A) If you want to do independent shorts, you will be very limited in what you will be able to do if you don't have a crystal sync camera. Crystal sync means that the speed of the motor is precisely controlled via a crystal. This means that when you record sound on a DAT or Nagra they (the camera and the recorder) will run at consistent speeds. Crystal sync cameras such as the Eclair ACL and the Arri BL usually go for $2200 to $2500 and on up, depending on condition. We don't have any crystal sync cameras for sale on our page.

If you get a non sync (wild or ungoverned motor) camera then you will still get a beautiful quality image but it will start slipping and lose sync after about 5 or 6 seconds. You can shoot some wonderful images and if you are imaginative you can do shorts but forget trying to do anything but the briefest of dialogue. I have seen some really well done shorts with the Bolex H16 which is a popular and common 16mm camera. It has a turret mount that will accept the common C-mount lens, variable speeds and frame by frame option for animation and special FX cinematography. It has an auto load feature for the 100ft daylight spools which makes it fairly easy to load. It doesn't work right everytime so you will have to familiarize yourself with it to get it to work right. These cameras are also very durable and tough, another good feature for a beginning cinematographer. Another great camera is the Scoopic 16. It also had variable frame rates and the auto load works smoothly and perfectly everytime. The problem is that it has one fixed zoom lens and is more expensive because it is battery operated, unlike the H16. At this time we don't have any Scoopics but I recommend them if you can find one at a reasonable price. Any other specific questions, ask me.

B) To rent or buy all depends on how much money you have. If you can afford it, go for it. If money isn't coming out of your ears then you have to decide whether you can justify owning the equipment. How much money are you putting out? How many projects are you going to do? How much money are they going to net you back? Can you rent time to other people? If you plan on doing alot of projects and the price is good, go for it. If you're strapped for cash or don't foresee using it quickly, rent.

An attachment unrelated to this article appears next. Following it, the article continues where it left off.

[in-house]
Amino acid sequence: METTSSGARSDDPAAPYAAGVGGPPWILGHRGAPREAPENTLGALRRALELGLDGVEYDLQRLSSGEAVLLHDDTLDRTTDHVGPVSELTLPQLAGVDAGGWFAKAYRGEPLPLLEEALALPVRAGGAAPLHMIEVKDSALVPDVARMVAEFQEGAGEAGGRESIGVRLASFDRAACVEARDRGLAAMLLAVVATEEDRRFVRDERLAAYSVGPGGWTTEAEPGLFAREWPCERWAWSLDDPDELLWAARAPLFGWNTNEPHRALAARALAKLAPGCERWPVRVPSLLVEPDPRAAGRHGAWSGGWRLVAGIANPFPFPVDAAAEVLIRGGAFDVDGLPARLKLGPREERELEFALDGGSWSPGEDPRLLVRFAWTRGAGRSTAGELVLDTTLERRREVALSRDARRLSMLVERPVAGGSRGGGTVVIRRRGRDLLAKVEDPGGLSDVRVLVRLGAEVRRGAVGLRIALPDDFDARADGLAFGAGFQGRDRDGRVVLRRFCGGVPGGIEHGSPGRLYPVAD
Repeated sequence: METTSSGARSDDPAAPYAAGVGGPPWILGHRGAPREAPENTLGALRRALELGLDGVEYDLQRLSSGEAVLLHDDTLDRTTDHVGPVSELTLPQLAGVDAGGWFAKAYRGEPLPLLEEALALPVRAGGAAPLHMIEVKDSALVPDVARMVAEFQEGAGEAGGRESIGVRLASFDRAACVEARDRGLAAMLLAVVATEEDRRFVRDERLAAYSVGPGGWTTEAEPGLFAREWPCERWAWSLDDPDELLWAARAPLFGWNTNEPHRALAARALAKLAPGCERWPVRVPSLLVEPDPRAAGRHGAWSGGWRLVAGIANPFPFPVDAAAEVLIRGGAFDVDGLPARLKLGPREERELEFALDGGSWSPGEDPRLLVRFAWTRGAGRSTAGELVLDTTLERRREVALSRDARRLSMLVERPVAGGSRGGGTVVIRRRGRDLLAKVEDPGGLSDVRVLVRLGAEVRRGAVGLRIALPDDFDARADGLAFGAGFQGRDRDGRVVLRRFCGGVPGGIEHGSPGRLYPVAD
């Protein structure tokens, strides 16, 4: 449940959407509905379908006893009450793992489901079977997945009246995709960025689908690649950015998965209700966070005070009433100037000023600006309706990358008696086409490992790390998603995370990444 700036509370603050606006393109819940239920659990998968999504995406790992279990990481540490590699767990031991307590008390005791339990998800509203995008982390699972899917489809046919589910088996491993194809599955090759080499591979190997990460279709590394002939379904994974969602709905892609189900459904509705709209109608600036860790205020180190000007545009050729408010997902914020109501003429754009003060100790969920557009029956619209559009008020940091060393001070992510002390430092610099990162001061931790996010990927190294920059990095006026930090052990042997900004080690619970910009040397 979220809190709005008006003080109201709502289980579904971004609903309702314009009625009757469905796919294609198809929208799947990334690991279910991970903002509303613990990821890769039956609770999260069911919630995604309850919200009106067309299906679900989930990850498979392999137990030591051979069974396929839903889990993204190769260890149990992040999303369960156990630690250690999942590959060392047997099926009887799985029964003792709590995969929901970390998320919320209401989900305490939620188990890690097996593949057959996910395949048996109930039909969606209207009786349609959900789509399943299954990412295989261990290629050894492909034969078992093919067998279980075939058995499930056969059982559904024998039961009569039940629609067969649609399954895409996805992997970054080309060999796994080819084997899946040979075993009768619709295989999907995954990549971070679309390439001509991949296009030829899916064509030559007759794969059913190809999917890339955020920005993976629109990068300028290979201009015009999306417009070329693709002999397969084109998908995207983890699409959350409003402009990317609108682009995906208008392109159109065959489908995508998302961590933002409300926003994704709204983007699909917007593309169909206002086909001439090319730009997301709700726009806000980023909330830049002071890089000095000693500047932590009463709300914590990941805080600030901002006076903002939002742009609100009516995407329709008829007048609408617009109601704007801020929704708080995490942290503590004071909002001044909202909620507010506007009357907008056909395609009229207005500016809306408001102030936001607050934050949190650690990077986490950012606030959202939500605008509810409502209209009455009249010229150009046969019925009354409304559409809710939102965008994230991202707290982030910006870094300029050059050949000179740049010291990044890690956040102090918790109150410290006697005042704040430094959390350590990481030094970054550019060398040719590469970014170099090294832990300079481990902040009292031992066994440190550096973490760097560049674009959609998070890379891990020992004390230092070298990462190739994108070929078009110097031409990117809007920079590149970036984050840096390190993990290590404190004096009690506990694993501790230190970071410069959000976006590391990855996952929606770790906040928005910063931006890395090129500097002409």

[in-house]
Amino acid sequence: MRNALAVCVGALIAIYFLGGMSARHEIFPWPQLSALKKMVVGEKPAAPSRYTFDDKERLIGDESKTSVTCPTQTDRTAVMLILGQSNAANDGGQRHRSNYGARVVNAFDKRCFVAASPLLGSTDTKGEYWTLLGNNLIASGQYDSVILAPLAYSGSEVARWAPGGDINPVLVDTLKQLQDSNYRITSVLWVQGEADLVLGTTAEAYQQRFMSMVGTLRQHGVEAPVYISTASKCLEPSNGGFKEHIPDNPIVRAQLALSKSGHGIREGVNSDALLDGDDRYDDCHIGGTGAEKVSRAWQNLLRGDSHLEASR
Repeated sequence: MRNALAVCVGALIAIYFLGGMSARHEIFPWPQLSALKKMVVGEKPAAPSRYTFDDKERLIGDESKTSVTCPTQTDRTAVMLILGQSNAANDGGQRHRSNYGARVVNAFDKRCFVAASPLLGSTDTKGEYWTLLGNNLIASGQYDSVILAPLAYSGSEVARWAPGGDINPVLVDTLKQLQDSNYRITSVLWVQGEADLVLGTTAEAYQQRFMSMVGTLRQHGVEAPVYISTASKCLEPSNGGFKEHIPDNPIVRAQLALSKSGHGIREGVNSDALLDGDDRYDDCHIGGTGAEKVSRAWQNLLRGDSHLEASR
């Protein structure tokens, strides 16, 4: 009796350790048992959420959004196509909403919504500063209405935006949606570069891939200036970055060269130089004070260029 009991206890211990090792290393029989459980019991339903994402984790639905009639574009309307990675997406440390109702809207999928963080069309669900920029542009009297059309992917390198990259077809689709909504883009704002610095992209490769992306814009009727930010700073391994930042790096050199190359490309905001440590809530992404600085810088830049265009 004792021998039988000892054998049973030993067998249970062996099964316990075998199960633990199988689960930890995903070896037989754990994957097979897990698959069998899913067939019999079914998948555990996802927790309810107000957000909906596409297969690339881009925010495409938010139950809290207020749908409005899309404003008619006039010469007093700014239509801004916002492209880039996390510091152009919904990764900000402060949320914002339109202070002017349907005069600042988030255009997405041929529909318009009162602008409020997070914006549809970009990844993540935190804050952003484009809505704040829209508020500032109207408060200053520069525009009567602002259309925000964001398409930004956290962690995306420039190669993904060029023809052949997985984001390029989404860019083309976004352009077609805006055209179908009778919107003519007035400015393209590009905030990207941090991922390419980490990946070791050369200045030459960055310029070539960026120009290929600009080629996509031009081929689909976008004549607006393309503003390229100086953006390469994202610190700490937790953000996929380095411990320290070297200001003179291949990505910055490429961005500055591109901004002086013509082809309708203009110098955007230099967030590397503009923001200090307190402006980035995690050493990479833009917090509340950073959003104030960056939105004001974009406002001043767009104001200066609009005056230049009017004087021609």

C) 16mm is going to be around for a while. The format will probably outlast any camera you buy. I'm surprised to see there is a resurgence in Super 8 and 8mm, BTW. It is very popular these days with low budget film makers. Film in general is on the way out but it will be quite a while before its gone.

Berry started his career as an editor and post production supervisor, having worked on documentaries for PBS and The Discovery Channel. Berry’s award-winning short fiction, documentary and experimental films have screened at festivals around the world. His first feature film secured a rare worldwide distribution deal and received a limited theatrical release.

The publisher of Film Underground and founder of Northwest Film School, Berry has taught production at Western Washington University and Whatcom Community College. Berry was awarded a Master of Arts in Production and Direction from the National University of Ireland and holds a Bachelor of Arts in Media and Theatre Arts from Montana State University.

Berry’s academic work has been published in scholarly journals as well as trade publications such as MovieMaker Magazine, CyberFilmSchool.com and FilmFestivals.com as well as The Complete Idiot’s Guide to Filmmaking. He is the publisher of Film Underground and has served as an expert source for international newspaper and radio media outlets. Berry twice served as the Director of the Northwest Projections Film Festival and as a panel judge on numerous festivals and competitions.

Glen Berry is the Director of the Northwest Film School where he teaches directing, producing and editing. He has specialized in creative editing and post production techniques with independent film. His interests include the cognitive functions of the mind as it applies to motion picture editing as well as new forms of communications in the visual arts.